10 years, 6 months ago
The Marines in Ramadi are quite capable of counter-insurgency (COIN) operations and the proper conduct of “small wars.” The bone of contention is the doctrine of use of proxy fighters to effect stability while signficant enemy remain. To the extent that this remains a pivotal doctrine of COIN strategy, it may be a failing strategy.
As backdrop for this post, I will give a few points to help the discussion below make some sense. My post Ramadi, Iraq: A Mess, continues to be one of the most visited posts I have made since the start of blogging, visited by multiple visitors every day since its post date of August 1, and many of the visits continue to be from military personnel using military network domains. In part, my thinking about Ramadi led me to publish my post on The Debate Over Diminished Force Projection. In my post Afghanistan’s Lessons for Iraq: What Strategy?, I argue that premature cessation of operations to combat the enemy (and hence, the premature invocation of counterinsurgency tactics) is counterproductive. In my post Will we Lose the Anbar Province?, I stated:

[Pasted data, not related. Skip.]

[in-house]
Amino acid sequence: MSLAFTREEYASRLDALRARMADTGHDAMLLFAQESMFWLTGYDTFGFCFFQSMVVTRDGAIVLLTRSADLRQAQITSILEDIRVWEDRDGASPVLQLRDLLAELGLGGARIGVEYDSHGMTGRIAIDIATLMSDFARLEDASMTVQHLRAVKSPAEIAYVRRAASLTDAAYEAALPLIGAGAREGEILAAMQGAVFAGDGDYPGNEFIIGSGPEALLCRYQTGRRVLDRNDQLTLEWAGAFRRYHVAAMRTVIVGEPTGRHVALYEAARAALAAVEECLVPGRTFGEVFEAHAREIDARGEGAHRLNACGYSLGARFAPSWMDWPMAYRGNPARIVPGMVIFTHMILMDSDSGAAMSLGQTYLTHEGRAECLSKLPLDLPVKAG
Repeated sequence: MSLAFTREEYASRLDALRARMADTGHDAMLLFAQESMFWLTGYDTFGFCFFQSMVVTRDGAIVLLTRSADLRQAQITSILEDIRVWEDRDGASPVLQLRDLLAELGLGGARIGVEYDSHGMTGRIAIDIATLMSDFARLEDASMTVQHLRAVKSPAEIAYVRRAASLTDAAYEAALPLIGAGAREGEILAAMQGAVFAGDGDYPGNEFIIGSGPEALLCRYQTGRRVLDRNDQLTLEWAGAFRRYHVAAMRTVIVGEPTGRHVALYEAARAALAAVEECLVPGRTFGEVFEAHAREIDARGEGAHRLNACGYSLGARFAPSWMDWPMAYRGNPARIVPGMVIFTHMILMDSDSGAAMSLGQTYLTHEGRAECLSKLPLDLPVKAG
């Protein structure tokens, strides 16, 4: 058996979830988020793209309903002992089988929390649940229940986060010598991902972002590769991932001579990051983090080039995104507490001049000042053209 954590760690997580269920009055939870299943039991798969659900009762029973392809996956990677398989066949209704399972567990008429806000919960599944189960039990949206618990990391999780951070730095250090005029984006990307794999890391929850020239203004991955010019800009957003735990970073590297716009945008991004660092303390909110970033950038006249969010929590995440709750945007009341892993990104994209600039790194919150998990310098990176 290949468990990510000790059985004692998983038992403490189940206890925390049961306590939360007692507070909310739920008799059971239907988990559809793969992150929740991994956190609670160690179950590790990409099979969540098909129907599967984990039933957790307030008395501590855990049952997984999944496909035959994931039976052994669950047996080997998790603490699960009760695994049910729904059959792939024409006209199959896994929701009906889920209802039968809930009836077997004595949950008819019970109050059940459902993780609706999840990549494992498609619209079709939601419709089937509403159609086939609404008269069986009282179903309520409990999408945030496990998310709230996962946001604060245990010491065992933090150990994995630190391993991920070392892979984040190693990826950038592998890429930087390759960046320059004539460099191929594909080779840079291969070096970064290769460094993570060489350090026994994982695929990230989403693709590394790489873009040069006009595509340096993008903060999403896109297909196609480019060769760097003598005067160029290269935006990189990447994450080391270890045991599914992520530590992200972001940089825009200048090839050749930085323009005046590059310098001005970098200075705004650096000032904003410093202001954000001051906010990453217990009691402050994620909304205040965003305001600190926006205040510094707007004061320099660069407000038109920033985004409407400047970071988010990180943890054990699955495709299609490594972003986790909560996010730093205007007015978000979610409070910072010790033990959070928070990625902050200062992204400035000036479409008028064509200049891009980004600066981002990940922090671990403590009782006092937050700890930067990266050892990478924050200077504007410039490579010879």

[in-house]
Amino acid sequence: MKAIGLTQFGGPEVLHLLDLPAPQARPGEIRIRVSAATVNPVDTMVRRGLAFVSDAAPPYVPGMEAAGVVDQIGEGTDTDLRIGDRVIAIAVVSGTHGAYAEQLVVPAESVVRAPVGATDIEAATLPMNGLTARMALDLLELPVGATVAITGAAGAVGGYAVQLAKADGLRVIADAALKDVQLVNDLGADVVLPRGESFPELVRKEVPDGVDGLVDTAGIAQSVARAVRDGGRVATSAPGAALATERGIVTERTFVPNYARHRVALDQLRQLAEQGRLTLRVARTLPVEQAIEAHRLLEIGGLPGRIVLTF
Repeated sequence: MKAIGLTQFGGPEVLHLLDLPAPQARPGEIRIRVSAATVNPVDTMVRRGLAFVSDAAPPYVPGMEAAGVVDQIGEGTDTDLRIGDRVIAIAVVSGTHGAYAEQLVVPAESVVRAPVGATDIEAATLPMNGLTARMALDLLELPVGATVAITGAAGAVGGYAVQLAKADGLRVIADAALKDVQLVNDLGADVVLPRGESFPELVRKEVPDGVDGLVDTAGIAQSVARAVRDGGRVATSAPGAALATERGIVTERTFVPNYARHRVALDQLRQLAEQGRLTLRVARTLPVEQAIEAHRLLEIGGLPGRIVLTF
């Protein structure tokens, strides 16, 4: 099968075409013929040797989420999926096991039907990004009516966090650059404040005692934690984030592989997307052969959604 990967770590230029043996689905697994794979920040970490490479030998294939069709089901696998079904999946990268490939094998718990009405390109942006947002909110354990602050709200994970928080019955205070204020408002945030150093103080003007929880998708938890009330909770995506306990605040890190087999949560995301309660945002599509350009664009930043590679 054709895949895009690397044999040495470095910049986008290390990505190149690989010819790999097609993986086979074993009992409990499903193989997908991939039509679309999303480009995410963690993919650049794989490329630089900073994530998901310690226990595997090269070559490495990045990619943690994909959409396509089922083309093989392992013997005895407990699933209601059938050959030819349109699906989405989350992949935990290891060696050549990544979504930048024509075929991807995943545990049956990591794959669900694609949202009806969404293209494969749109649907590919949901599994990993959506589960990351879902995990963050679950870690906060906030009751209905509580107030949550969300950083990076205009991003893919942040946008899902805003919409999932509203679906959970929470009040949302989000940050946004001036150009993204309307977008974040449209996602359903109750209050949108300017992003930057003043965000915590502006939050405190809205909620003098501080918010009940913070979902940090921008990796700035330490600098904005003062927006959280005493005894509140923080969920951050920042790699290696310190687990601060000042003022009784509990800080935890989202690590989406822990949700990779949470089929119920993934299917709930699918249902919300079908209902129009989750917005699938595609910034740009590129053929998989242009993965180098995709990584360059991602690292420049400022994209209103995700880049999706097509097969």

Remembering Iraqi politics is necessary to understand why these things have happened, and invoking the lessons of Vietnam is not very helpful. Politics teaches us that to refer to “Iraqis